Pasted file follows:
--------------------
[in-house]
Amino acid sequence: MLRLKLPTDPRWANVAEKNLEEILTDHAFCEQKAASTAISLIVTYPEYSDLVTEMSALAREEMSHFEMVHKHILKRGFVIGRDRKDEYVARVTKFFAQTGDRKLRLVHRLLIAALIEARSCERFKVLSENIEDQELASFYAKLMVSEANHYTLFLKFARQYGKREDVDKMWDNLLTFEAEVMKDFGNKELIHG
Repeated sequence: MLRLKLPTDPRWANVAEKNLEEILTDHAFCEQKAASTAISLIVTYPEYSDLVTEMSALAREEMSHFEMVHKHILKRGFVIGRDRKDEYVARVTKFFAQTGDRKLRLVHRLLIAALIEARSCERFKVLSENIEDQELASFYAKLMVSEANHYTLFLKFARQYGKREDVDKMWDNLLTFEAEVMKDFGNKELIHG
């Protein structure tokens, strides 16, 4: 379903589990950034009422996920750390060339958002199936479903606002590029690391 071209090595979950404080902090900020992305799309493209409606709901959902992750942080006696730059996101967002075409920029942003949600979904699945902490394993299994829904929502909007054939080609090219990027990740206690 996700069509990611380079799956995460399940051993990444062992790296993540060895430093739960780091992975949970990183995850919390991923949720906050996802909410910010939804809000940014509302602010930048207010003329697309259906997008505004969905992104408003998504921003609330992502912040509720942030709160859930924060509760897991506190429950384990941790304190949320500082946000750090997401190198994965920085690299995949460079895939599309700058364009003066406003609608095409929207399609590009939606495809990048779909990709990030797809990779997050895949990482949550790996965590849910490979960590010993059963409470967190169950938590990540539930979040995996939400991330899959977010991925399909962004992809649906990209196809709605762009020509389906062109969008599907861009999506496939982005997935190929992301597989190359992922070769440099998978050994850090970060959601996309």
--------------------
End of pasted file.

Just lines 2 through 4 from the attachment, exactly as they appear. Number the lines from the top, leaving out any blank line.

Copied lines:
Amino acid sequence: MLRLKLPTDPRWANVAEKNLEEILTDHAFCEQKAASTAISLIVTYPEYSDLVTEMSALAREEMSHFEMVHKHILKRGFVIGRDRKDEYVARVTKFFAQTGDRKLRLVHRLLIAALIEARSCERFKVLSENIEDQELASFYAKLMVSEANHYTLFLKFARQYGKREDVDKMWDNLLTFEAEVMKDFGNKELIHG
Repeated sequence: MLRLKLPTDPRWANVAEKNLEEILTDHAFCEQKAASTAISLIVTYPEYSDLVTEMSALAREEMSHFEMVHKHILKRGFVIGRDRKDEYVARVTKFFAQTGDRKLRLVHRLLIAALIEARSCERFKVLSENIEDQELASFYAKLMVSEANHYTLFLKFARQYGKREDVDKMWDNLLTFEAEVMKDFGNKELIHG
């Protein structure tokens, strides 16, 4: 379903589990950034009422996920750390060339958002199936479903606002590029690391 071209090595979950404080902090900020992305799309493209409606709901959902992750942080006696730059996101967002075409920029942003949600979904699945902490394993299994829904929502909007054939080609090219990027990740206690 996700069509990611380079799956995460399940051993990444062992790296993540060895430093739960780091992975949970990183995850919390991923949720906050996802909410910010939804809000940014509302602010930048207010003329697309259906997008505004969905992104408003998504921003609330992502912040509720942030709160859930924060509760897991506190429950384990941790304190949320500082946000750090997401190198994965920085690299995949460079895939599309700058364009003066406003609608095409929207399609590009939606495809990048779909990709990030797809990779997050895949990482949550790996965590849910490979960590010993059963409470967190169950938590990540539930979040995996939400991330899959977010991925399909962004992809649906990209196809709605762009020509389906062109969008599907861009999506496939982005997935190929992301597989190359992922070769440099998978050994850090970060959601996309």